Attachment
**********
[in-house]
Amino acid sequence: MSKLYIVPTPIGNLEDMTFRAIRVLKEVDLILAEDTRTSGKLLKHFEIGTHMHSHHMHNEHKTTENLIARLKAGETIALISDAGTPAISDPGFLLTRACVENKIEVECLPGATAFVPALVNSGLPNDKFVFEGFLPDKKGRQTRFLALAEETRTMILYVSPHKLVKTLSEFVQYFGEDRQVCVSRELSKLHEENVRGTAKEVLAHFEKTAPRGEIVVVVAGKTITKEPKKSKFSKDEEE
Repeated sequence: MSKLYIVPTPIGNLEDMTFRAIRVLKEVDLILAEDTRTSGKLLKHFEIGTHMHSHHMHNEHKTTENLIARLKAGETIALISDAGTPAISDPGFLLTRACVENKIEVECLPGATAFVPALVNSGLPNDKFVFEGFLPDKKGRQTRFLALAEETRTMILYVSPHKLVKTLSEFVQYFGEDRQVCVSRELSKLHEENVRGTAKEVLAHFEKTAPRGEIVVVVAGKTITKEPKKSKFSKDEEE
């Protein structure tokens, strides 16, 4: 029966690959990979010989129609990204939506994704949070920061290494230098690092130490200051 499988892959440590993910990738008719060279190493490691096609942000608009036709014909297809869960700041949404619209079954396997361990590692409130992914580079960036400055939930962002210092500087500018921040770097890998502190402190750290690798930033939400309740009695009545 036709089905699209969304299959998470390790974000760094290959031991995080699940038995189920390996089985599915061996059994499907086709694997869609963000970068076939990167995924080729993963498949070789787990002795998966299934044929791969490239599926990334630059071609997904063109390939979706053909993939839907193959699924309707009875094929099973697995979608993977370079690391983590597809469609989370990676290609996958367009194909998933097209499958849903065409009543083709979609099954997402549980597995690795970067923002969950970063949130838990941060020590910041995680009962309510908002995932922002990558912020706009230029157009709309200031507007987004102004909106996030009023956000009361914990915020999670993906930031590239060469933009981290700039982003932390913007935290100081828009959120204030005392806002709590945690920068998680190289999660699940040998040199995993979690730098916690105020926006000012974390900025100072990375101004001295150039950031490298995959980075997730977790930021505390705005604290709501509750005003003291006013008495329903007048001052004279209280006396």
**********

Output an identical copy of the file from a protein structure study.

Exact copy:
[in-house]
Amino acid sequence: MSKLYIVPTPIGNLEDMTFRAIRVLKEVDLILAEDTRTSGKLLKHFEIGTHMHSHHMHNEHKTTENLIARLKAGETIALISDAGTPAISDPGFLLTRACVENKIEVECLPGATAFVPALVNSGLPNDKFVFEGFLPDKKGRQTRFLALAEETRTMILYVSPHKLVKTLSEFVQYFGEDRQVCVSRELSKLHEENVRGTAKEVLAHFEKTAPRGEIVVVVAGKTITKEPKKSKFSKDEEE
Repeated sequence: MSKLYIVPTPIGNLEDMTFRAIRVLKEVDLILAEDTRTSGKLLKHFEIGTHMHSHHMHNEHKTTENLIARLKAGETIALISDAGTPAISDPGFLLTRACVENKIEVECLPGATAFVPALVNSGLPNDKFVFEGFLPDKKGRQTRFLALAEETRTMILYVSPHKLVKTLSEFVQYFGEDRQVCVSRELSKLHEENVRGTAKEVLAHFEKTAPRGEIVVVVAGKTITKEPKKSKFSKDEEE
């Protein structure tokens, strides 16, 4: 029966690959990979010989129609990204939506994704949070920061290494230098690092130490200051 499988892959440590993910990738008719060279190493490691096609942000608009036709014909297809869960700041949404619209079954396997361990590692409130992914580079960036400055939930962002210092500087500018921040770097890998502190402190750290690798930033939400309740009695009545 036709089905699209969304299959998470390790974000760094290959031991995080699940038995189920390996089985599915061996059994499907086709694997869609963000970068076939990167995924080729993963498949070789787990002795998966299934044929791969490239599926990334630059071609997904063109390939979706053909993939839907193959699924309707009875094929099973697995979608993977370079690391983590597809469609989370990676290609996958367009194909998933097209499958849903065409009543083709979609099954997402549980597995690795970067923002969950970063949130838990941060020590910041995680009962309510908002995932922002990558912020706009230029157009709309200031507007987004102004909106996030009023956000009361914990915020999670993906930031590239060469933009981290700039982003932390913007935290100081828009959120204030005392806002709590945690920068998680190289999660699940040998040199995993979690730098916690105020926006000012974390900025100072990375101004001295150039950031490298995959980075997730977790930021505390705005604290709501509750005003003291006013008495329903007048001052004279209280006396």